logo n1

Photo: bing.com

Part I- A Bit of History

On 28 May 2014 I posted a Blog: Imaging a Better World: Moving forward with the real Adam Smith where I noted the following, amongst others:

‘There is no doubt that today capitalism is under fire. It is besieged and under attack. To my mind this is the best time to revisit Adam Smith and to try to see if we can locate the true and real Smith. As what has been mainly known about Adam Smith and ascribed to him, are far from the truth. The right-wingers and the market-fundamentalists for too long have abused Smith in order to promote their obnoxious agenda and to legitimise exploitation of people and resources for the benefit of the 1%.

‘In the interest of accountability to truth and to Smith himself, this must be challenged and attempts must be made to discover the real Adam Smith and his true values.’

Then, I noted that:

‘We should recall the wisdom of Adam Smith, “father of modern economics”, who was a great moral philosopher first and foremost. In 1759, sixteen years before his famous Wealth of Nations, he published The Theory of Moral Sentiments, which explored the self-interested nature of man and his ability nevertheless to make moral decisions based on factors other than selfishness. In The Wealth of Nations, Smith laid the early groundwork for economic analysis, but he embedded it in a broader discussion of social justice and the role of government. Today we mainly know only of his analogy of the ‘invisible hand’ and refer to him as defending free markets; whilst ignoring his insight that the pursuit of wealth should not take precedence over social and moral obligations.

‘We are taught that the free market as a ‘way of life’ appealed to Adam Smith but not that he thought the morality of the market could not be a substitute for the morality for society at large. He neither envisioned nor prescribed a capitalist society, but rather a ‘capitalist economy within society, a society held together by communities of non-capitalist and non-market morality’. As it has been noted, morality for Smith included neighbourly love, an obligation to practice justice, a norm of financial support for the government ‘in proportion to [one’s] revenue’, and a tendency in human nature to derive pleasure from the good fortune and happiness of other people.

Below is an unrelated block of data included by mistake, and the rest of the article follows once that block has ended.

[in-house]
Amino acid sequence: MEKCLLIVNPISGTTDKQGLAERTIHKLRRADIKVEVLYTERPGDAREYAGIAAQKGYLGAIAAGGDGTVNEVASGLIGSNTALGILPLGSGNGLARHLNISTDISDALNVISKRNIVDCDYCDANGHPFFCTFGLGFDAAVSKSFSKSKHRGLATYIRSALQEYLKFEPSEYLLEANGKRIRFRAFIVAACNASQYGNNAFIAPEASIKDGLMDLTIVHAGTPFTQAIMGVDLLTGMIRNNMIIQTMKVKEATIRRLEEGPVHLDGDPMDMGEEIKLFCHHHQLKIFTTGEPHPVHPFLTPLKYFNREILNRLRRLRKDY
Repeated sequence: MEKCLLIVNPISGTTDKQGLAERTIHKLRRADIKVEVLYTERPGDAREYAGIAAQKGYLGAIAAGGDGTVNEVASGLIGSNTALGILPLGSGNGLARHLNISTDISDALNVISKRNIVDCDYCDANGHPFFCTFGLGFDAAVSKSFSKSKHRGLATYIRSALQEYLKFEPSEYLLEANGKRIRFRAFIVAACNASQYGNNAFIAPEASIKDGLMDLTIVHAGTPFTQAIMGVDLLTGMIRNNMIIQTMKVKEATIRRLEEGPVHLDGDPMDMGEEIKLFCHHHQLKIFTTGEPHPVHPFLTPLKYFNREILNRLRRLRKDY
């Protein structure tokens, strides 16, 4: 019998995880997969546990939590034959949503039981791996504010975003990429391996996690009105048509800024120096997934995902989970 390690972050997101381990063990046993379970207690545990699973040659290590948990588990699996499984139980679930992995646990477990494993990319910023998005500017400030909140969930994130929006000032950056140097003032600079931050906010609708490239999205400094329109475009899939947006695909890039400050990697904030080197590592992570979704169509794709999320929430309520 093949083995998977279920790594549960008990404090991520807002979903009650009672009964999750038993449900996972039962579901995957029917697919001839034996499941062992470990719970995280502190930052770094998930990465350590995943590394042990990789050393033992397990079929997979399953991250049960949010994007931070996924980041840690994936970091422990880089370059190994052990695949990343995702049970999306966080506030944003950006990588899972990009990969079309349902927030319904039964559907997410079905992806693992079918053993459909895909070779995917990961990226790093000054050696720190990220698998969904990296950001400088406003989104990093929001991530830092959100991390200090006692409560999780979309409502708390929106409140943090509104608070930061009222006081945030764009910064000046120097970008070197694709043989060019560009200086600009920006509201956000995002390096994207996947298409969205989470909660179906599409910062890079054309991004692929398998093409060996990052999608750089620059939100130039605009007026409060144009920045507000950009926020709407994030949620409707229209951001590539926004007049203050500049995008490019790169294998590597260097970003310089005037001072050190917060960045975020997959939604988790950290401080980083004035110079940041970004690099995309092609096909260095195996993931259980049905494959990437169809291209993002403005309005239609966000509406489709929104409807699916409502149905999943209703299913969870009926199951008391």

‘In his "Theory of Moral Sentiments" he observed that "How selfish soever man may be supposed, there are evidently some principles in his nature, which interest him in the fortune of others, and render their happiness necessary to him, though he derives nothing from it except the pleasure of seeing it."

Part II- Adam Smith and the Pursuit of Happiness

(N.B. In the spring of 2008, Michael Busch, a senior economics major at the University of Northern Iowa, wrote a fascinating article on Adam Smith and Happiness at the University’s business and economic journal, Major Themes in Economics.

I take my hat off to him. It is an excellent article, very informative, clear and easy-to-read. I am thus, very happy to share it with you.)

Adam Smith and Consumerism’s Role in Happiness: Modern Society Re-examined 


‘In modern America, consumerism has encouraged people to seek happiness through constant expansion of their material standard of living. Consumerism has led to a growth of status consumption and want-creation, both of which increase consumption without contributing to happiness. Adam Smith observed that lasting happiness is found in tranquillity as opposed to consumption. In their quest for more consumption, people have forgotten about the three virtues Smith observed that best provide for a tranquil lifestyle and overall social well-being: justice, beneficence and prudence. Applying the virtues to modern society may decrease overall consumption but will lead to a more satisfied life.’

Continue reading:

Adam Smith and Consumerism ’s Role in Happiness: Modern Society Re-examined